Thursday, 30 January 2014

Pigment, lipochrome, eumelanin and eye colour

What is pigment?

Brown eye colour
Pigment is something we all find in the human eyes. The type and amount of pigmentation in the iris determines the colour. There are two types of pigment cells. The first type is called eumelanin and the second one is called pheomelanin (or lipochrome). When you have a lot of eumelanin pigment cells, chances are high you have brown eyes. When your stroma (iris) contains only a small amount of the eumelanin cells, chances are high you will have blue eyes.

Eumelanin and pheomelanin

Most people have a lot of eumelanin cells in their stroma (iris). This means most people on our planet have brown eyes. Dark brown eyes have more eumelanin than light brown eyes. When someones has only a tiny bit of eumelanin, eyes turn blue. Pheomelanin is a little bit different than eumelanin. Pheomelanin creates a pink / red hue. This type of melanin is found in large quantities in red hair. Pheomelanin is also responsible for the third eye colour: green eyes.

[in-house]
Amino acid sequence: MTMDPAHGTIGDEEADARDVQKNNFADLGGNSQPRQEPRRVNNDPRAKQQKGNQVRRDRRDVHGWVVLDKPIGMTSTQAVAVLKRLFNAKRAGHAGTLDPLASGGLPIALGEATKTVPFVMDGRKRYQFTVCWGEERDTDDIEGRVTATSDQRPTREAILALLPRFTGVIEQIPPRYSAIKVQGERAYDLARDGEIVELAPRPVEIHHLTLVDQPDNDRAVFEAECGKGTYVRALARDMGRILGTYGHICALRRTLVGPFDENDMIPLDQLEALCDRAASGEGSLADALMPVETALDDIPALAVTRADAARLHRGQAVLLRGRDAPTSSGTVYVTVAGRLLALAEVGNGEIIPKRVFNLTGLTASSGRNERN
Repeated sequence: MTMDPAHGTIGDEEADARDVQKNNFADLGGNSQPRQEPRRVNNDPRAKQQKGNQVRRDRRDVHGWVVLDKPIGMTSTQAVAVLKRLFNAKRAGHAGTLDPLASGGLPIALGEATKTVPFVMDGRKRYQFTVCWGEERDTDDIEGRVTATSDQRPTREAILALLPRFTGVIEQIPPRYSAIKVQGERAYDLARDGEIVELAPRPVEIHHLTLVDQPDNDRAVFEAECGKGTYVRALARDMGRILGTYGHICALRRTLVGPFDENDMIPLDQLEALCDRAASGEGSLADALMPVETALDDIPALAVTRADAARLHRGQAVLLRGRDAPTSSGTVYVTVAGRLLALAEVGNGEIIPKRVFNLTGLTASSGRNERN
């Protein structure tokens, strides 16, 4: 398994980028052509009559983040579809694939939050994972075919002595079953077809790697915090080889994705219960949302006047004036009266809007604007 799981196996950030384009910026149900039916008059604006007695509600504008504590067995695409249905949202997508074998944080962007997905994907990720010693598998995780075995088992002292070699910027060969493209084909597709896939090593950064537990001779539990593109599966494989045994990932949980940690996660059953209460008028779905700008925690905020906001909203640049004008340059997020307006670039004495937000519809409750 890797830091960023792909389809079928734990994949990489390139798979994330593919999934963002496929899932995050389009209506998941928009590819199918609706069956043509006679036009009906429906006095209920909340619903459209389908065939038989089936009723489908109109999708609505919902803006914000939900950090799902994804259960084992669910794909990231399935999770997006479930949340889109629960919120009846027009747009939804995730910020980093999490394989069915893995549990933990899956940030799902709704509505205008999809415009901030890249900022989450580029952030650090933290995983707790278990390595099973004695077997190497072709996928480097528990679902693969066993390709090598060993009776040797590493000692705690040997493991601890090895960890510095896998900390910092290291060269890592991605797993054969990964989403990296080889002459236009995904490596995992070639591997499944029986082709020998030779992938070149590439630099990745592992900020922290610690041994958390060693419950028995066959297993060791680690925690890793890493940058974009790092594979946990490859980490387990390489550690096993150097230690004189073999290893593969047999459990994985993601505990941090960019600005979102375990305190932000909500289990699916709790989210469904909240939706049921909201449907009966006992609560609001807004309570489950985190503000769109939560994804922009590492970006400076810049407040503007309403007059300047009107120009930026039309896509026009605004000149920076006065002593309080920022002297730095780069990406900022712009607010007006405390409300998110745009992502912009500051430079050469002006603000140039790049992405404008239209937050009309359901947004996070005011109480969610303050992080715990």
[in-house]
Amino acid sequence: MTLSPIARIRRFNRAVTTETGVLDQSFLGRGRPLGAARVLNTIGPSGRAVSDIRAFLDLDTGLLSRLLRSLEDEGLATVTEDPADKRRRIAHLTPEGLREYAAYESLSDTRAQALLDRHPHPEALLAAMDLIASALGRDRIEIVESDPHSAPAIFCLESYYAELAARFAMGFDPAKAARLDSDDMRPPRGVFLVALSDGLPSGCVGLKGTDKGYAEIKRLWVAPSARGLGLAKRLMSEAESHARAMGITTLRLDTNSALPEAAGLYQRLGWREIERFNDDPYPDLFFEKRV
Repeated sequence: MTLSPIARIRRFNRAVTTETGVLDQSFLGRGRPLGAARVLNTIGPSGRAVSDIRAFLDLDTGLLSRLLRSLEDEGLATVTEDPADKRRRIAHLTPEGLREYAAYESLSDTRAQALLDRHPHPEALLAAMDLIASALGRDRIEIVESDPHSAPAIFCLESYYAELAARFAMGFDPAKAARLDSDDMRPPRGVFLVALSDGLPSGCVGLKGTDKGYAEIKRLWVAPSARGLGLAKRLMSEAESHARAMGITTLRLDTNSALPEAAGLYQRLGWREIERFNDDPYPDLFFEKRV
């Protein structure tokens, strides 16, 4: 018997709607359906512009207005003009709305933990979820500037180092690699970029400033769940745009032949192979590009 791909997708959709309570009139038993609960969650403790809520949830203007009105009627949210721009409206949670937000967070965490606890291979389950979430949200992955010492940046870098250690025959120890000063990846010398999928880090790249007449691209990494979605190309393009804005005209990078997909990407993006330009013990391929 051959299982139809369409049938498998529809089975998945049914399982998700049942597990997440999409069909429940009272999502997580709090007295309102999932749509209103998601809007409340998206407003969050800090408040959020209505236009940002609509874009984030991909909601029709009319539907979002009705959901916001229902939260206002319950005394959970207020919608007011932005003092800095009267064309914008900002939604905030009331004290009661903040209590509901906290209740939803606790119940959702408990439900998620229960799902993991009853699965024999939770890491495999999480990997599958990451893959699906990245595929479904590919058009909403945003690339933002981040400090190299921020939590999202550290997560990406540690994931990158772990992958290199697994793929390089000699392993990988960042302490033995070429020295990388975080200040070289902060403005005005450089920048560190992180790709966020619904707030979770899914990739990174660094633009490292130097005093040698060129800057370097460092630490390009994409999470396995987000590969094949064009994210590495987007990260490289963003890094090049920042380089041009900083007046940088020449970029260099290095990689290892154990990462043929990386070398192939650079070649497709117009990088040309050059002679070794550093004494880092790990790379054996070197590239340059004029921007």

Bradley Cooper's blue eyes

Green eyes and pheomelanin

Pheomelanin not only creates a pink / red hue but also a yellowish hue. We see this colour when a person has a huge amount of pheomelanin inside the stroma. This yellowish colour is called amber. Amber is extremely rare. When a person has both pheomelanin and a little bit of eumelanin, green eyes will form. 

No pigment: red eyes!

Red eyes are very rare. You will only see them when a person has very little pigmentation in the skin, hair and iris. In almost all cases a person with red eyes is also albino: very light (white) hair and skin. Red eyes look red because you see the reflection of blood. 

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